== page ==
Recommendations for medical techs when dealing with elderly patients
It is important for older adults to maintain a high functional status and engage in regular physical activity according to their capabilities. Older adults who enjoy an overall good health status can follow the same guidelines for physical activity as outlined for younger individuals. However, for older adults with some physical limitations or compromised bone health, weight-supported activities may be more appropriate. Examples of such activities include walking in deep water, aqua aerobics, stationary bicycle riding, and floor exercises. Importantly, people with less than optimal bone health in old age can often safely perform resistance exercises with proper training and supervision.
Role of Healthcare Professionals
It is the duty of healthcare providers to ensure that patients who have sustained spine fractures abstain from any activities. This avoids increased pressure on the affected vertebral bodies and prevents excessive flexion of the spine. Older adults with compromised bone health should be advised to avoid activities that subject the spine to significant mechanical forces (for example, golf, tennis, bowling, and horseback riding).
Healthcare providers who provide counseling on bone health in old age may often encounter patients with osteoporosis. Patients with osteoporosis should be advised to avoid using exercise machines that require the individual to bend forward or rotate the trunk since these movements may lead to fractures in people with compromised bone health. Examples of machines which should be avoided by osteoporotic individuals include rowing machines, ski machines, abdominal exercisers, biceps and upper body ergometers, and stationary bikes with handlebars that move. What advice should patients with osteopenia (low bone mass) receive? You can read about it here. And at what age does a person need a bone densitometry test?
Safe Exercises for Older Adults
Suboptimal bone health in old age may render some types of physical activity unsafe. It is the responsibility of healthcare professionals caring for older adults to work with physiatrists and physical therapists and devise safe and effective exercise programs for their patients. In this vulnerable age group, an individualized physical activity regimen is necessary for strength, mobility, and improvement in functional capacity without causing harm to the patient. Health professionals should enlist the help of physical therapists to train older patients in specific exercises to improve posture and strengthen the extensor muscles of the back. Besides the physical activity, this can be helpful in relieving back pain and preventing kyphosis (abnormal spinal curvature).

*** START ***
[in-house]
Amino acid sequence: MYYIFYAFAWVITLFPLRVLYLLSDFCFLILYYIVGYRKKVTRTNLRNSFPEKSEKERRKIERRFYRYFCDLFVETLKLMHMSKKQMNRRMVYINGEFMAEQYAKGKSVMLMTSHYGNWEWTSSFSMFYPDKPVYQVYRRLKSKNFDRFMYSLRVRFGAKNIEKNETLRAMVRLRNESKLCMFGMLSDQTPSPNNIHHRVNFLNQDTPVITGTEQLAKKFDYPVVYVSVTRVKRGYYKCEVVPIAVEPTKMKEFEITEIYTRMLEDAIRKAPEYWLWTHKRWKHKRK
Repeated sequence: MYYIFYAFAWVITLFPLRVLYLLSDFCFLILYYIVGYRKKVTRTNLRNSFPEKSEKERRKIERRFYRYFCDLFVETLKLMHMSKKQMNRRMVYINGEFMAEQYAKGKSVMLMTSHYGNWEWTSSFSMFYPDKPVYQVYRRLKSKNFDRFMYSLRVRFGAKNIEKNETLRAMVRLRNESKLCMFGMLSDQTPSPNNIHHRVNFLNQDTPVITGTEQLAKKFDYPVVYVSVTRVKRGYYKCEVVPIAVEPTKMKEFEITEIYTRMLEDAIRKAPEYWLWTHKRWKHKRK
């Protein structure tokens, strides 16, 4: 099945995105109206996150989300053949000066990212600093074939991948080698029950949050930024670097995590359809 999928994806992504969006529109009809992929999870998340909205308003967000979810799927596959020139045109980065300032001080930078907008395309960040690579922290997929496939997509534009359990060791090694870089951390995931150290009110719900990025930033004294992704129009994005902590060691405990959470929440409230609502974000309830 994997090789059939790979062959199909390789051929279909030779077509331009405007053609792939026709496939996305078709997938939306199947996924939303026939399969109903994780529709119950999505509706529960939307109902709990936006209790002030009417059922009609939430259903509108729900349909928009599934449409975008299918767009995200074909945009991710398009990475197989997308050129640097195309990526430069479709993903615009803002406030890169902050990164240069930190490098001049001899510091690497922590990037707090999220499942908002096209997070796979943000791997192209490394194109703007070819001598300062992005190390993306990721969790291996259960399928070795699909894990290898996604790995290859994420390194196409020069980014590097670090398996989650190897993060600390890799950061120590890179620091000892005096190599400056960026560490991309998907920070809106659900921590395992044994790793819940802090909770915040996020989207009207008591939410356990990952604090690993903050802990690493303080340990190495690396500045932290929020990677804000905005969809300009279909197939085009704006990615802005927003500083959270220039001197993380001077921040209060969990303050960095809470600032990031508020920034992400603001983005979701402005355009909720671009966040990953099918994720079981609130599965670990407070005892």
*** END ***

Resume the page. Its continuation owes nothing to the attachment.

Physical Therapists and Bone Health in Old Age
In older adults, physical therapists play a valuable role in preventing fractures and treating them, should they occur. In terms of fracture prevention, physical therapists assess balance and evaluate fall risk. They teach patients specific techniques and exercises to improve balance and minimize their risk of falling. It is noteworthy that the majority of hip fractures are the result of a fall, and therefore, fall prevention in older adults is an essential component of bone health in old age.
Role of Occupational Therapists
Occupational therapists also have an important role to play in bone health in old age. This is specifically true for fall prevention in older adults. They can evaluate the patient’s home and offer suggestions to make it safer. Therapist recommended modifications in the homes of older individuals can help minimize the risk of falling. Measures include installing shower chairs, hand rails, and hand-held showers in the bathroom; removing loose rugs; ensuring adequate lighting in bedrooms, bathrooms, and hallways with nightlights and lamps; and making stair treads more visible by placing contrasting tape.
In addition to modifications in the home, occupational therapists can make recommendations concerning the use of mobility devices such as walkers and canes based on individualized patient assessment. Finally, occupational therapists can educate older adults on avoiding certain types of garments (for example, clothes with long trailing hemlines) to reduce their risk of falls.
The National Institute on Aging offers many patient education materials on optimum posture and safe exercises for older individuals. Information is also available from the National Resource Center on Osteoporosis and Related Bone Diseases.
X-ray CE Courses Online
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